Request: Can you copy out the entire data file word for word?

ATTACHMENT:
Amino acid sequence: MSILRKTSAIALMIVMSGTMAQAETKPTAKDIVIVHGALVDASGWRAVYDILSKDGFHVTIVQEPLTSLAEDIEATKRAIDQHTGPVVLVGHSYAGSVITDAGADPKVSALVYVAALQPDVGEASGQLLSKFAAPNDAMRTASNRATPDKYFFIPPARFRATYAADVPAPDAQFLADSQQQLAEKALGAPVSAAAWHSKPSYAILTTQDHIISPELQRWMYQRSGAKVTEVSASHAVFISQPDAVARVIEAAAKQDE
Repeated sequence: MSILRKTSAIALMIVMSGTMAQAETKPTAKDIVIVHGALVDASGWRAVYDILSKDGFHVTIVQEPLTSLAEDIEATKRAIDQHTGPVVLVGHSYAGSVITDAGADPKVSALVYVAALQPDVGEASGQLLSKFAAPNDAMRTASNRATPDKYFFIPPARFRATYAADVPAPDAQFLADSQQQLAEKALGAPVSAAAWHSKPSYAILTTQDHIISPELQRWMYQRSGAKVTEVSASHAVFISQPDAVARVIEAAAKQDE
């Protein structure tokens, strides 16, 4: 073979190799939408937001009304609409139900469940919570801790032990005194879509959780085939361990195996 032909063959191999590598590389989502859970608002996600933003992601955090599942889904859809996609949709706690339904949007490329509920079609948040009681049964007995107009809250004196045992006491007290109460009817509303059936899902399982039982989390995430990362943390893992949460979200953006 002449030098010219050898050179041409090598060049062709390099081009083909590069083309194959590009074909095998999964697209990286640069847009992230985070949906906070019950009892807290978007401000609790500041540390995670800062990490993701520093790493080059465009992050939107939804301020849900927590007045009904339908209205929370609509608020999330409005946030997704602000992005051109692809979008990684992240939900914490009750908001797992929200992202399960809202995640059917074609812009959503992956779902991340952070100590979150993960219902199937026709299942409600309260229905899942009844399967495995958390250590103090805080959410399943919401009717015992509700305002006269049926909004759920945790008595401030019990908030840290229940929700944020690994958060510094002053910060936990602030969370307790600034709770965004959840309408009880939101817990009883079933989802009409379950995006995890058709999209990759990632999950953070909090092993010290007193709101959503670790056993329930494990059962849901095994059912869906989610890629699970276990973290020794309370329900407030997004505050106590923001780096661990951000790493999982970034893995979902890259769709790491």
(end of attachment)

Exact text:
Amino acid sequence: MSILRKTSAIALMIVMSGTMAQAETKPTAKDIVIVHGALVDASGWRAVYDILSKDGFHVTIVQEPLTSLAEDIEATKRAIDQHTGPVVLVGHSYAGSVITDAGADPKVSALVYVAALQPDVGEASGQLLSKFAAPNDAMRTASNRATPDKYFFIPPARFRATYAADVPAPDAQFLADSQQQLAEKALGAPVSAAAWHSKPSYAILTTQDHIISPELQRWMYQRSGAKVTEVSASHAVFISQPDAVARVIEAAAKQDE
Repeated sequence: MSILRKTSAIALMIVMSGTMAQAETKPTAKDIVIVHGALVDASGWRAVYDILSKDGFHVTIVQEPLTSLAEDIEATKRAIDQHTGPVVLVGHSYAGSVITDAGADPKVSALVYVAALQPDVGEASGQLLSKFAAPNDAMRTASNRATPDKYFFIPPARFRATYAADVPAPDAQFLADSQQQLAEKALGAPVSAAAWHSKPSYAILTTQDHIISPELQRWMYQRSGAKVTEVSASHAVFISQPDAVARVIEAAAKQDE
């Protein structure tokens, strides 16, 4: 073979190799939408937001009304609409139900469940919570801790032990005194879509959780085939361990195996 032909063959191999590598590389989502859970608002996600933003992601955090599942889904859809996609949709706690339904949007490329509920079609948040009681049964007995107009809250004196045992006491007290109460009817509303059936899902399982039982989390995430990362943390893992949460979200953006 002449030098010219050898050179041409090598060049062709390099081009083909590069083309194959590009074909095998999964697209990286640069847009992230985070949906906070019950009892807290978007401000609790500041540390995670800062990490993701520093790493080059465009992050939107939804301020849900927590007045009904339908209205929370609509608020999330409005946030997704602000992005051109692809979008990684992240939900914490009750908001797992929200992202399960809202995640059917074609812009959503992956779902991340952070100590979150993960219902199937026709299942409600309260229905899942009844399967495995958390250590103090805080959410399943919401009717015992509700305002006269049926909004759920945790008595401030019990908030840290229940929700944020690994958060510094002053910060936990602030969370307790600034709770965004959840309408009880939101817990009883079933989802009409379950995006995890058709999209990759990632999950953070909090092993010290007193709101959503670790056993329930494990059962849901095994059912869906989610890629699970276990973290020794309370329900407030997004505050106590923001780096661990951000790493999982970034893995979902890259769709790491």